Recipe for Pasta Cooked in White Wine
Pasta alla Deficeira
Traditionally, this dish was prepared at the height of the oil-pressing season, offered by the olive growers as a gesture of celebration to those who helped with the harvest. The name of the dish is from the Liguria dialect for olive press, deficeira, and, fittingly, it’s served with olive oil; a nice choice is the delicate, fruity variety made from the tiny taggiasca olives of Liguria. Olive oil takes center stage here, and it’s added off the heat, so be sure to pick a good quality oil.
Cooking pasta in wine instead of water creates an amazingly aromatic sauce. The flavor of the wine really stands out, so be sure to pick one with pronounced fruity flavor and crisp acidity like Soave or pinot grigio.
– 1 (750-ml) bottle dry, fruity white wine
– 1 bay leaf
– 3/4 pound penne or any short tube pasta, preferably Felicetti or Garofalo brands
– Salt and pepper
– Olive oil, preferably made with taggiasca olives
– Crescenza or any aged cheese
In a large saucepan, bring the wine and bay leaf to a boil. Add the pasta, lower the heat to a low boil, and cook, loosely covered, until the wine is absorbed and the pasta al dente, about 20 minutes. Off the heat, stir in 3 to 4 tablespoons of oil and season with salt and freshly ground black pepper.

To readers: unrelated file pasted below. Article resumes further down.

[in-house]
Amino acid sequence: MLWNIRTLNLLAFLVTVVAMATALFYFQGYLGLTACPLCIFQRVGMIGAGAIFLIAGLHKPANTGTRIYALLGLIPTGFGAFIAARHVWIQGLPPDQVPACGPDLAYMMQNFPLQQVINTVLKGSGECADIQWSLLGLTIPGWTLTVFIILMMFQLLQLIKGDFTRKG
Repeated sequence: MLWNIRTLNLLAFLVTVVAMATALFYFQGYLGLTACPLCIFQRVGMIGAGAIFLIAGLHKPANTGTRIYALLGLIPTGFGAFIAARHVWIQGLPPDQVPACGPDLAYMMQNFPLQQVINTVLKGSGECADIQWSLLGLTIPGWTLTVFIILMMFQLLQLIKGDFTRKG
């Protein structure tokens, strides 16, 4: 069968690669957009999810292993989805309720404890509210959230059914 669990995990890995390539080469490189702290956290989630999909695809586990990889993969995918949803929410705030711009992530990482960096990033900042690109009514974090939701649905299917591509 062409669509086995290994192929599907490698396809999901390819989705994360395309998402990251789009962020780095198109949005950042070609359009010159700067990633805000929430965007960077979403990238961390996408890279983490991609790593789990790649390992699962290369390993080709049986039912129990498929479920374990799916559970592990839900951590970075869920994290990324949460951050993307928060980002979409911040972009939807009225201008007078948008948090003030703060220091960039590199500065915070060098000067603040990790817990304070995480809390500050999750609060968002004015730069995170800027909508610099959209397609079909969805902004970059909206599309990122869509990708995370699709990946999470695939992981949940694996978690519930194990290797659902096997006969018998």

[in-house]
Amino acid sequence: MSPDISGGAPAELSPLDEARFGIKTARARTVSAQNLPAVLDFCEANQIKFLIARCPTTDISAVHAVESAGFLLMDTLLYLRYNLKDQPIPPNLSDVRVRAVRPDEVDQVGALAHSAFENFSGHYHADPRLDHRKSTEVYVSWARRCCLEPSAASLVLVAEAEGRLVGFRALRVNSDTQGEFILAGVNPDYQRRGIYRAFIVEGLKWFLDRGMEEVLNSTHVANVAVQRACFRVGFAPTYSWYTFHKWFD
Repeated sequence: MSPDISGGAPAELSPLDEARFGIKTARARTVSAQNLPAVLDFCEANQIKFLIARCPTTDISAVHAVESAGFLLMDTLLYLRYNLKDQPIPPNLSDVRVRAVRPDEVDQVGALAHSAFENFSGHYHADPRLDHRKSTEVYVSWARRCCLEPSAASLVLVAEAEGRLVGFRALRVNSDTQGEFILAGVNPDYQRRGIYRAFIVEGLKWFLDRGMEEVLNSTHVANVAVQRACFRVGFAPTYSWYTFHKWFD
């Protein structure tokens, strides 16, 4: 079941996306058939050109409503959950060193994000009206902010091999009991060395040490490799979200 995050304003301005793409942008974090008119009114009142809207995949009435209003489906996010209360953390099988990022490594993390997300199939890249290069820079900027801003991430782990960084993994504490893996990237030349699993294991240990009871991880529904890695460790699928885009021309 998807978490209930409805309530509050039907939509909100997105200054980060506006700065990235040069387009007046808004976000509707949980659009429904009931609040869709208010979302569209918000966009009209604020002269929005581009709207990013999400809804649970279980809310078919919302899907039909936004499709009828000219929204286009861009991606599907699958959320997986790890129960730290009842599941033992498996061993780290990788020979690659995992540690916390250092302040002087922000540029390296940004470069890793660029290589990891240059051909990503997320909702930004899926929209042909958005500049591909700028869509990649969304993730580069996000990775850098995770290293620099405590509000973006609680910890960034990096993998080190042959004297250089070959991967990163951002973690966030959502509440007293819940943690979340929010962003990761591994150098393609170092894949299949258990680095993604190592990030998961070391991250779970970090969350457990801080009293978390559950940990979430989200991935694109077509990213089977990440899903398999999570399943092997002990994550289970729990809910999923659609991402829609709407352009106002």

Serve topped with grated or shaved cheese.
In several regions, Italians add a splash of wine, instead of sauce, to cooked pasta. Local farmers even enjoy a sort of liquid pasta drink in the winter as a pick-me-up made from the hot pasta cooking water mixed with red wine and generous amounts of black or red crushed pepper. In Piedmont and Emilia Romagna, it’s common, especially for the older generations, to top anolini or small ravioli with red wine.
In Molise they make a simple pasta soup called scattone, where the broth is just the pasta’s cooking water seasoned with red wine and pepper. A fabulous medieval festival called Sagra dello Scattone is dedicated to this centuries-old dish, held each year in August in the Molise towns of Torella del Sannio and Bagnoli del Trigno.
Recipe from “Pasta Modern: New & Inspired Recipes from Italy” by Francine SeganNew & Inspired Recipes from Italy with Olive Oil,